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1 November 2006 The Role of Lethal Control in Managing the Effects of Apparent Competition on Endangered Prey Species
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Abstract

Apparent competition is the process by which one prey species may indirectly cause the decline in another species by sustaining a common predator. I argue apparent competition caused Sierra Nevada bighorn sheep (Ovis canadensis californiana) and Channel Island fox (Urocyon littoralis) population declines in the mid-1990s. In the Sierra Nevada, mountain lions (Puma concolor) are believed to have caused bighorns to abandon their winter ranges, thus indirectly contributing to population declines. In the Channel Islands, golden eagle (Aquila chrysaetos) predation is thought to have reduced 3 resident fox populations by over 95%. I argue, in both cases, native predators are the primary cause of the declines. Additionally, I argue these predators are primarily sustained by hyperabundant alternative prey species. In such cases direct management, to include lethal control of predators and hyperabundant alternative prey, may be necessary to restore these endangered bighorn and fox populations.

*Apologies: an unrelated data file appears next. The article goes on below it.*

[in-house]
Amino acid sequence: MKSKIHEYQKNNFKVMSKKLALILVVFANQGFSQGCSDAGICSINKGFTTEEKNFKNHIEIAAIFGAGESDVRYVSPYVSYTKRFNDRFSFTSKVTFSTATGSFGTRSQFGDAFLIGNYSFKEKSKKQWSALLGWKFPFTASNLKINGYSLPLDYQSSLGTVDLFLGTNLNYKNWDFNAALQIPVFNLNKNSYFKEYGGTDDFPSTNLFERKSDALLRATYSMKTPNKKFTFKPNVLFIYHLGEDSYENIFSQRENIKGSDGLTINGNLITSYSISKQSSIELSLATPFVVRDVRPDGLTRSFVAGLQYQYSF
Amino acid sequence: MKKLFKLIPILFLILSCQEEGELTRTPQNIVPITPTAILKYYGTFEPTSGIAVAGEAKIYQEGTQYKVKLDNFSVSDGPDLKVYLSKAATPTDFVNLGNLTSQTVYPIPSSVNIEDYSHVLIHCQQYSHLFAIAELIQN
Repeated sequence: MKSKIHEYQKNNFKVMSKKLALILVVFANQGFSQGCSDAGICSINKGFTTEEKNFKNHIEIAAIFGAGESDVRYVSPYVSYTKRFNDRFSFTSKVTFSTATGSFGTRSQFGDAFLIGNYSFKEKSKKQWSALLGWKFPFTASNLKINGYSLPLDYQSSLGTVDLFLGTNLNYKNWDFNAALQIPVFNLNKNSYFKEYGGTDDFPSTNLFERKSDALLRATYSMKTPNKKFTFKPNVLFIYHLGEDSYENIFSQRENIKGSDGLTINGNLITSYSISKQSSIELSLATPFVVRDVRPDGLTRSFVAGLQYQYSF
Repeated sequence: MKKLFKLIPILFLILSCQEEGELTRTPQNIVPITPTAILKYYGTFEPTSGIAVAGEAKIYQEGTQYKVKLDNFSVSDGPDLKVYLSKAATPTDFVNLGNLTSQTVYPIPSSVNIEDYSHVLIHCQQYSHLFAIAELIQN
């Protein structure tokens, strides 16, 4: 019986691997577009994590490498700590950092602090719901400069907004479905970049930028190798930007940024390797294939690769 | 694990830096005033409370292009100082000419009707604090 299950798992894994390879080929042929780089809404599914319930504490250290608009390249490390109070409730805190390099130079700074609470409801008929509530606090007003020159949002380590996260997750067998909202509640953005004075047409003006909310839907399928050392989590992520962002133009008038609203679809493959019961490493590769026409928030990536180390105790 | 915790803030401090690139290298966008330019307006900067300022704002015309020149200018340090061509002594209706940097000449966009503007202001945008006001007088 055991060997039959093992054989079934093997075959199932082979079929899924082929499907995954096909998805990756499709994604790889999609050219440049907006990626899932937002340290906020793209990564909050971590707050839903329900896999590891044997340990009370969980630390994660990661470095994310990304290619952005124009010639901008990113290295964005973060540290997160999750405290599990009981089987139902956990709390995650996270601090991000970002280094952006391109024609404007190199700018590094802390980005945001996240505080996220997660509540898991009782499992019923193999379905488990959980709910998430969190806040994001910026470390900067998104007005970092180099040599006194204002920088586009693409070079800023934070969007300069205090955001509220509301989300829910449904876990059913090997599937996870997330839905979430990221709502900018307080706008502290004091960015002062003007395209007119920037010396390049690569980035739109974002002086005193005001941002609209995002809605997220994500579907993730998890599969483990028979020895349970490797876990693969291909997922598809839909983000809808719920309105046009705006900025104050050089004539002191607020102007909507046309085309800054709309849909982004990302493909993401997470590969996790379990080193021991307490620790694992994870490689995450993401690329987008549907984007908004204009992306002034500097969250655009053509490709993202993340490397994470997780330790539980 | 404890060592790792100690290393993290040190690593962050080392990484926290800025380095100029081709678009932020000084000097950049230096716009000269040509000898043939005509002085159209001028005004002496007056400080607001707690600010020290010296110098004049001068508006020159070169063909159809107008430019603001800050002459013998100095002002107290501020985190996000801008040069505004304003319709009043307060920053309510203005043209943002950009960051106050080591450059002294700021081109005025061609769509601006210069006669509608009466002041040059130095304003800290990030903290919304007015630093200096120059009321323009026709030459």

LUKE GIBSON "The Role of Lethal Control in Managing the Effects of Apparent Competition on Endangered Prey Species," Wildlife Society Bulletin 34(4), 1220-1224, (1 November 2006). https://doi.org/10.2193/0091-7648(2006)34[1220:TROLCI]2.0.CO;2
Published: 1 November 2006
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